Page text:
Unformatted text preview: ncepts
• One important feature of VARs is the compactness with which we can
write the notation. For example, consider the case from above where k=1. • We can write this as or or even more compactly as
g×1 = β0
g×1 + β1 yt-1
g×g g×1 + ut
40 Vector Autoregressive Models:
Notation and Concepts (cont’d) • This model can be extended to the case where there are k lags of each
variable in each equation:
yt = β0 + β1 yt-1
g×1 g×1 g×g g×1 • + β2 yt-2
g×g g×1 +...+ βk yt-k + ut g×g g×1 g×1 We can also extend this to the case where the model includes first
difference terms and cointegrating relationships (a VECM). 41 Vector Autoregressive Models Compared with Structural
• • Advantages of VAR Modelling
- Do not need to specify which variables are endogenous or exogenous - all are
- Allows the value of a variable to depend on more than just its own lags or
combinations of white noise terms, so more general than ARMA modelling
- Provided that there are no contemporaneous terms on the right hand side of the
equations, can simply use OLS separately on each equation
- Forecasts are often better than “traditional structural” models.
Problems with VAR’s
- VAR’s are a-theoretical (as are ARMA models)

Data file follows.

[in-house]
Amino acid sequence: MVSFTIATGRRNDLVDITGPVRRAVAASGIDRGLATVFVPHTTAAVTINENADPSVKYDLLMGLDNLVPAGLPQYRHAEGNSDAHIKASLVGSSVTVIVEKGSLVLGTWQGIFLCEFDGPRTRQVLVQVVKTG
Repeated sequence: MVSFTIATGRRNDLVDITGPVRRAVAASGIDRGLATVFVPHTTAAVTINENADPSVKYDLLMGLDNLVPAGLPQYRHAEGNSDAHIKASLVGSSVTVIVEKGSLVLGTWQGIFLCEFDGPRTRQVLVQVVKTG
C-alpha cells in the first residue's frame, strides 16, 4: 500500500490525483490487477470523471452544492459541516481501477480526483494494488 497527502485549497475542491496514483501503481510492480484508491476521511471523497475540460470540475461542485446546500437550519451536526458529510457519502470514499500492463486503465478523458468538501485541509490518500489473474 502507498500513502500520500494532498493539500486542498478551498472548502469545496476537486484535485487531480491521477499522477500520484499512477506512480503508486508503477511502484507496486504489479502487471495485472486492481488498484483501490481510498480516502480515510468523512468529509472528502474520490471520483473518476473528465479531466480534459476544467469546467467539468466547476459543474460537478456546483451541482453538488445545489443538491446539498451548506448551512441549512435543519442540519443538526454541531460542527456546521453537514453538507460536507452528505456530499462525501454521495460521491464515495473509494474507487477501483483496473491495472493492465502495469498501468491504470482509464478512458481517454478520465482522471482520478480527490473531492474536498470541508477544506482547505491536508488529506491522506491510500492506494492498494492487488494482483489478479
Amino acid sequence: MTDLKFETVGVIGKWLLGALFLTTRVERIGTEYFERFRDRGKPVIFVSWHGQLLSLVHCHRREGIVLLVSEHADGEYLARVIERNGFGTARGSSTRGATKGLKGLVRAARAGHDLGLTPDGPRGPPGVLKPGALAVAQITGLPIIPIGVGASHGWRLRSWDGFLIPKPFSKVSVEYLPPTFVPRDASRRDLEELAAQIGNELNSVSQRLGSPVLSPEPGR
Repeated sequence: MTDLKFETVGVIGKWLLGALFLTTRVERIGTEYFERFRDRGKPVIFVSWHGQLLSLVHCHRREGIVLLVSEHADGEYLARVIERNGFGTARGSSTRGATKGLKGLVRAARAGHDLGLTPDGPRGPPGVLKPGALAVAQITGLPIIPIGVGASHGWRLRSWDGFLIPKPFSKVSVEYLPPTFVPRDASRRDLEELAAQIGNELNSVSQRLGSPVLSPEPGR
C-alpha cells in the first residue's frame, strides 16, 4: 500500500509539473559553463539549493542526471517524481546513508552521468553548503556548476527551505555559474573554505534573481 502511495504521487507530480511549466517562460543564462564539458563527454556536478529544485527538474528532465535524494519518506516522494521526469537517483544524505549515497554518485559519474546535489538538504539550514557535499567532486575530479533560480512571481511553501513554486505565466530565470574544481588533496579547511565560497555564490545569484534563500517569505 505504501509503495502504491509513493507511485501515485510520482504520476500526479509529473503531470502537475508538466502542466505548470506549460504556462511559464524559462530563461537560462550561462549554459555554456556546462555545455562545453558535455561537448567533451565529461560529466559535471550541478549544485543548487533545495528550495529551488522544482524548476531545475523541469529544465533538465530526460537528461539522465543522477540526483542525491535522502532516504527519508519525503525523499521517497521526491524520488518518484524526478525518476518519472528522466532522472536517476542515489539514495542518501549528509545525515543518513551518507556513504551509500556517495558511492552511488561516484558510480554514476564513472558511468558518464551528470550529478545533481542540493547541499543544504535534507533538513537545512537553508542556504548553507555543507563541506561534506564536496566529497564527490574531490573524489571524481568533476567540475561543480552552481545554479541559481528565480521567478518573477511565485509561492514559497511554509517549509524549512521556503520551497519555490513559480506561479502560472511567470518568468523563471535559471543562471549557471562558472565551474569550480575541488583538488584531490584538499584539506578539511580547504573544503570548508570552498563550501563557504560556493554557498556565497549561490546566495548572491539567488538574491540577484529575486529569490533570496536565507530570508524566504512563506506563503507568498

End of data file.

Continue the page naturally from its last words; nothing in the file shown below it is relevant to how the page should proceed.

- How do you decide the appropriate lag length?
- So many parameters! If we have g equations for g variables and we have k lags of each
of the variables in each equation, we have to estimate (g+kg2) parameters. e.g. g=3, k=3,
parameters = 30
- Do we need to ensure all components of the VAR are stationary?
- How do we interpret the coefficients?
42 Choosing the Optimal Lag Length for a VAR
2 possible approaches: cross-equation restrictions and information criteria
In the spirit of (unrestricted) VAR modelling, each equation should have
the same lag length
Suppose that a VAR(2) estimated using quarterly data has 8 lags of the two
variables in each equation, and we want to examine a restriction that the
coefficients on lags 5 through 8 are jointly zero. This can be done using a
likelihood ratio test
Denote the variance-covariance matrix of residuals (given by ), as . The
likelihood ratio test for this joint hypothesis is given by 43 Choosing the Optimal Lag Length for a VAR
is the variance-covariance matrix of the residuals for the restricted
model (with 4 lags),
is the variance-covariance matrix of residuals for the
unrestricted VAR (with 8 lags), and T is the sample size.
• The test statistic is asymptotically distributed as a χ2 with degrees of freedom
equal to the total number of restrictions. In the VAR(2) case above, we are
restricting 4 lags of two variables in each of the two equations = a total of 4 *
2 * 2 = 16 restrictions.
• In the general case where we have a VAR with p equations, and we want to
impose the restriction that the last q lags have zero coefficients, there would
be p2q restrictions altogether
• Disadvantages: Conducting the LR test...
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This note was uploaded on 09/20/2013 for the course FINA 5170 taught by Professor Janebargers during the Summer '13 term at Greenwich School of Management.
- Summer '13
- Financial Markets